Robin CliffordOne rainy evening in a trendy New York City bistro, dinner conversation turns toward the pull of comedy and tragedy in human existence. A man relates a true story of a dinner party interrupted by a troubled young woman and the two writers (Larry Pine and Wallace Shawn) he and his wife are dining with spin two different outcomes for "Melinda and Melinda."
Since its premiere at the 2004 San Sebastian Film Festival, "Melinda and Melinda" has been touted as a return to form for the seventy year old Allen, but it turns out to be instead a return to previous material. What makes "Melinda and Melinda" particularly disappointing is that the trademark Allen dialogue is being spouted by a cast who mostly seem uncomfortable with it. They're all of too different a generation from its creator, too modern for his old time jazz. Only Brooke Smith is distinctive as supporting player Cassie. Amanda Peet is a natural for Woody's style, but is saddled with one of Allen's most cliched characters - the cold, professional New York woman.
From the warm glow of that opening dinner table, we're transported to the shabby chic home of Lee (Jonny Lee Miller, "Trainspotting") and Laurel (Chloë Sevigny, "The Brown Bunny," "Shattered Glass"), an out of work actor and his Park Avenue wife. They're holding a dinner party so that Lee can toady to the director of a play. Just as they sit down to dinner, a bedraggled woman with luggage in tow, Melinda (Radha Mitchell, "Finding Neverland"), arrives, lights a cigarette and asks for white wine, champagne or single malt Scotch. She's a friend of Laurel and dinner guest Cassie's, hauling a horrible history and arriving months later than expected to begin her life anew in the city. Practical Cassie will try to fix her up with a sweet dentist (Geoffrey Nauffts, "Unfaithful"), but Melinda, who views herself as a tragic heroine, will go for the romance of Cassie's hired piano player Ellis Moonglow (Chiwetel Ejiofor, "Dirty Pretty Things"). Laurel's dissatisfaction with her own married life and Melinda's poor choice in men will prove disastrous.
The comedic counterpart finds out of work actor Hobie (Will Ferrell, "Anchorman: The Legend of Ron Burgundy") cooking dinner for guests that include a billionaire real estate developer who is a potential funder of Hobie's wife Susan's (Peet) indie film, 'The Castration Sonata' (one of Allen's better jokes). They're interrupted by new neighbor Melinda, who enters, announces she's taken 28 sleeping pills and asks for vodka before vomiting in the living room. Susan tries to fix Melinda up with rich dentist Greg (Josh Brolin, "Hollow Man"), but Melinda falls instead for the romance of a man, Billy (Daniel Sunjata, "Brother to Brother"), who stops to play piano with her in the street. The intersection of Hobie's failing marriage and Melinda's poor choice in men will prove for them both.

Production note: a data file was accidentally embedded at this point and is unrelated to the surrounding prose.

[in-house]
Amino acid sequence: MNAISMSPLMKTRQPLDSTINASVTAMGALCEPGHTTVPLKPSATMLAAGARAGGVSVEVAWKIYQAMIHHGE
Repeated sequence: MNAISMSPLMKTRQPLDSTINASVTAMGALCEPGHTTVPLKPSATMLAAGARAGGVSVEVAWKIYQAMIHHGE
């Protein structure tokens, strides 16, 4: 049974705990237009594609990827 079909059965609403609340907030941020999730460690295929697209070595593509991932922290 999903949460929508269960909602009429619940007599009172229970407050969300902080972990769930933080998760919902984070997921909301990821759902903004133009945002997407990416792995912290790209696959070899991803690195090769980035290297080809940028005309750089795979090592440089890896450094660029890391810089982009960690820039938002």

Allen uses both parallels and opposites to connect his stories. Both Hobie and Lee are out of work actors stigmatized for not being a 'name' who earn their money making toiletry commercials. Both are in failing marriages with cheating wives. A genie-style lamp is an awkward and obvious device used in both tales. Melinda smokes and drinks too much whether tragic or happy, but the doomed edition has children where the upbeat one does not. Woody casts each story differently, perhaps an easy way to keep them distinct for the audience. Still there are occasional moments of disorientation flipping from one to the next (he rarely returns to the writers), ironically when Mitchell, the connective actress, is not in the scene.
Mitchell is a fine actress, but the dual Melindas do not represent her best work. She's uneven, her tragic Melinda more fleshed out than her comedic one. Ferrell, who like Lee Miller is inhabiting the 'Woody Allen' character, is too childlike, albeit likable, to slam dunk the role, and is particularly unsuited to bring off a joke about the Nuremburg Trials. Chloë Sevigny is too understated in her role and Lee Miller gives Lee not one redeeming quality. Chiwetel Ejiofor is disappointingly shallow, turning Ellis into an opportunistic womanizer rather than the inconvenient lover he apparently was meant to be. Vinessa Shaw ("Eyes Wide Shut") veers wildly as Hobie's brief distraction Stacey, Allen's most ill-conceived character, seductive one moment, suicidal the next.
"Melinda and Melinda" is a series of reminders of previous, better Allen films. Ellis Moonglow observes Melinda crying and asks 'So are those tears of sorrow or tears of joy?' She replies 'Aren't those the same tears?' Some may feel the same way about Allen's latest - happy that he's on familiar turf but sad that he's let it go to seed.